Wednesday, January 31, 2007

The Humble Semi-Colon

In continuing with the theme of life-long learning...

I have another educational goal to share. This year I would like to improve my grammar. In particular, I want to learn to use semi-colons properly.

It's a lofty goal, I know; but until now I hadn't figured out what semi-colons were for. I found them somewhat intimidating, to tell the truth.

A quick Wikipedia search reveals the following helpful information:

In English, the semicolon has two main purposes:

1. It binds two sentences more closely than they would be if separated by a full stop/period. It often replaces a conjunction such as and or but. Writers might consider this appropriate where they are trying to indicate a close relationship between two sentences, or a 'run-on' in meaning from one to the next; they do not want the connection to be broken by the abrupt use of a full stop.

2. It is used as a stronger division than a comma, or a "super comma" to make meaning clear in a sentence where commas are already being used for other purposes. A common example of this use is to separate the items of a list when some of the items themselves contain commas.

There are several rules that govern semicolon placement:

1. Use a semicolon between closely related independent clauses not joined by a coordinating conjunction: "I went to the pool; it was closed."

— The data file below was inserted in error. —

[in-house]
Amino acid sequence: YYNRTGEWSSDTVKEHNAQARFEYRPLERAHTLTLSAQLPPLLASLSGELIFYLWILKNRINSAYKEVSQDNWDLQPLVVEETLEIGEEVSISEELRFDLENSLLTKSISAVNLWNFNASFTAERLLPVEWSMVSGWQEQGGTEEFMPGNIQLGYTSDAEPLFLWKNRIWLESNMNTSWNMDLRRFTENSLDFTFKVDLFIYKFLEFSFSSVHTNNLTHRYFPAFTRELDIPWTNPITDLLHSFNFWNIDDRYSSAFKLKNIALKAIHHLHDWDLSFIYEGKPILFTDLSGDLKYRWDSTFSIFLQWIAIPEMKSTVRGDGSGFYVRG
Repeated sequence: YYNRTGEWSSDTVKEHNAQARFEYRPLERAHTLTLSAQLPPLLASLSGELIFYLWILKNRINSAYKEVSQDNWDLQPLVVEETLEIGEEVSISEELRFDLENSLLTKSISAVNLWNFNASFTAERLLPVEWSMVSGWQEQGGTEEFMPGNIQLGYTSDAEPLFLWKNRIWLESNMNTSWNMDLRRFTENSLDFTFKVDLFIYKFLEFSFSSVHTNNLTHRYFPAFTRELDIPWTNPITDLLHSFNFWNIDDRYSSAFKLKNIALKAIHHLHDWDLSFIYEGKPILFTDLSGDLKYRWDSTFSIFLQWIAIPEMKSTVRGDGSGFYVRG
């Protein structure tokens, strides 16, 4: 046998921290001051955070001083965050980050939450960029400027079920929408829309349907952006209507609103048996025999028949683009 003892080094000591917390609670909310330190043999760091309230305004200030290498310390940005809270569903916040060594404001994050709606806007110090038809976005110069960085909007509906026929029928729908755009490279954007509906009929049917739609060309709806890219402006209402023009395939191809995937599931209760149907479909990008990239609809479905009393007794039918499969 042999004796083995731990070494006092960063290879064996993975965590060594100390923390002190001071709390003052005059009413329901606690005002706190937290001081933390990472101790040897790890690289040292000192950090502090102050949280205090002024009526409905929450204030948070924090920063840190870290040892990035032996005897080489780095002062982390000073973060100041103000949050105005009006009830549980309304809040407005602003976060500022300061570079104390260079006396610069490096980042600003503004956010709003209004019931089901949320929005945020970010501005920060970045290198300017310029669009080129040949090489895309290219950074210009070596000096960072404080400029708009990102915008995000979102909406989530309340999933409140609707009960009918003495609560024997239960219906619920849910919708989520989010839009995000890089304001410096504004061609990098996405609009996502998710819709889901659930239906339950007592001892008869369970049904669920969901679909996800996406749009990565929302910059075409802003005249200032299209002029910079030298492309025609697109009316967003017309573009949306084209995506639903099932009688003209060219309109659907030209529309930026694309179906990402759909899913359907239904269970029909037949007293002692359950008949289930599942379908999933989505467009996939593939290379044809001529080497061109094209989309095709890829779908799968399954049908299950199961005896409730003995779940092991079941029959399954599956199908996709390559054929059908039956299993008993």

2. Use a semicolon between independent clauses linked with a transitional phrase or conjunctive adverb: "I like to ride horses; however, they don't like to be ridden by me."

3. Use a semicolon between items in a series containing internal punctuation: "There are several Waffle Houses in Atlanta, Georgia; Greenville, South Carolina; Pensacola, Florida; and Mobile, Alabama."

I suppose semi-colons aren't so intimidating after all. They are really quite useful. Hooray for grammar.


Ben Inkster said...

// Loop 10 times
for (x = 0; x < 10; x++) {
// Output glorious message
printf("I love twisted language jokes");
// Note the correct usage of a semicolon

Lindsay Inkster said...

Ah yes, my sweet, you speak the language of love. My heart is fluttering like a trapped bird; a small sparrow or perhaps a blue jay. Chickadees are nice too...

Lindsay Inkster said...

Computing usage

In computer programming, the semicolon is often used to separate multiple statements (for example, Pascal, SQL and perl). In other languages, semicolons are required after every statement (such as in PHP, Java, and the C family). Other languages, for example, some assembly languages and LISP dialects, may use semicolons to mark the beginning of comments. In computer systems, the semicolon is represented by Unicode and ASCII character 59 or 0x3B. The EBCDIC semicolon character is 95 or 0x5E.

The semicolon is often used to separate elements of a string of text. For example, multiple e-mail addresses in the "To" field in some e-mail clients have to be delimited by a semicolon.'ve gotta love Wikipedia

Ben Inkster said...

If C is the language of love what is latin?

Cogito; ergo sum

Do you use a semicolon before a latin adverb? Or is this an exception?


Ben Inkster said...

Je t'aime; parce que vous ĂȘtes la mienne.

Lindsay Inkster said...

Ummm ... did you just call me a cheese omelet?

Ben Inkster said...

Oh man!!!!

vous ĂȘtes ???

Babelfish makes me talk like an inebriated miscreant.

I meant "tu es". As in just you. Not all of your multiple personalities.

Lindsay Inkster said...

We thank you for your kind comments.